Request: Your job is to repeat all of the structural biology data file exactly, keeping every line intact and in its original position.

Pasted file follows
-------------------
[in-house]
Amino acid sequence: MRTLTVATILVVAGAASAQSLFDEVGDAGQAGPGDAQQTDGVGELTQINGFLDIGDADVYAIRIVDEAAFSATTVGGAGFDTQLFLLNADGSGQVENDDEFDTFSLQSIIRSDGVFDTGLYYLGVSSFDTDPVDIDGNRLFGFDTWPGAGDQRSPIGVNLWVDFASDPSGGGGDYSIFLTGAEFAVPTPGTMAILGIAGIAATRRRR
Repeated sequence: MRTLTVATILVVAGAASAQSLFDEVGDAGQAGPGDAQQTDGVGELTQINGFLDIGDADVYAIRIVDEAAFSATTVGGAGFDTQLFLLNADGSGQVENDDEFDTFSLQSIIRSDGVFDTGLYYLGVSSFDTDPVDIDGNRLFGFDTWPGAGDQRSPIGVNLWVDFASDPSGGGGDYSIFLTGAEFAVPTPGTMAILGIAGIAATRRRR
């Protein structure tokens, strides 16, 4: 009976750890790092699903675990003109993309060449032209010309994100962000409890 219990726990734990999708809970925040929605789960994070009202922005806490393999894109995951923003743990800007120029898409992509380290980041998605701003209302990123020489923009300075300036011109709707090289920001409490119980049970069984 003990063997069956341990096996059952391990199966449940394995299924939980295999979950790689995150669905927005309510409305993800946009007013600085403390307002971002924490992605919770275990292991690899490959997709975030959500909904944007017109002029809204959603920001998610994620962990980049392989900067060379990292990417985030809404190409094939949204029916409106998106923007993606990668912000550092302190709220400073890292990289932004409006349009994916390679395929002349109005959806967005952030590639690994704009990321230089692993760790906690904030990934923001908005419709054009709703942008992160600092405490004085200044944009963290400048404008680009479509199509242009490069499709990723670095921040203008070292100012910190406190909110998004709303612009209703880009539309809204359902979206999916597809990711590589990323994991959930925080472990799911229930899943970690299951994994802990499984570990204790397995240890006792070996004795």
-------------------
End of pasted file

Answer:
[in-house]
Amino acid sequence: MRTLTVATILVVAGAASAQSLFDEVGDAGQAGPGDAQQTDGVGELTQINGFLDIGDADVYAIRIVDEAAFSATTVGGAGFDTQLFLLNADGSGQVENDDEFDTFSLQSIIRSDGVFDTGLYYLGVSSFDTDPVDIDGNRLFGFDTWPGAGDQRSPIGVNLWVDFASDPSGGGGDYSIFLTGAEFAVPTPGTMAILGIAGIAATRRRR
Repeated sequence: MRTLTVATILVVAGAASAQSLFDEVGDAGQAGPGDAQQTDGVGELTQINGFLDIGDADVYAIRIVDEAAFSATTVGGAGFDTQLFLLNADGSGQVENDDEFDTFSLQSIIRSDGVFDTGLYYLGVSSFDTDPVDIDGNRLFGFDTWPGAGDQRSPIGVNLWVDFASDPSGGGGDYSIFLTGAEFAVPTPGTMAILGIAGIAATRRRR
């Protein structure tokens, strides 16, 4: 009976750890790092699903675990003109993309060449032209010309994100962000409890 219990726990734990999708809970925040929605789960994070009202922005806490393999894109995951923003743990800007120029898409992509380290980041998605701003209302990123020489923009300075300036011109709707090289920001409490119980049970069984 003990063997069956341990096996059952391990199966449940394995299924939980295999979950790689995150669905927005309510409305993800946009007013600085403390307002971002924490992605919770275990292991690899490959997709975030959500909904944007017109002029809204959603920001998610994620962990980049392989900067060379990292990417985030809404190409094939949204029916409106998106923007993606990668912000550092302190709220400073890292990289932004409006349009994916390679395929002349109005959806967005952030590639690994704009990321230089692993760790906690904030990934923001908005419709054009709703942008992160600092405490004085200044944009963290400048404008680009479509199509242009490069499709990723670095921040203008070292100012910190406190909110998004709303612009209703880009539309809204359902979206999916597809990711590589990323994991959930925080472990799911229930899943970690299951994994802990499984570990204790397995240890006792070996004795």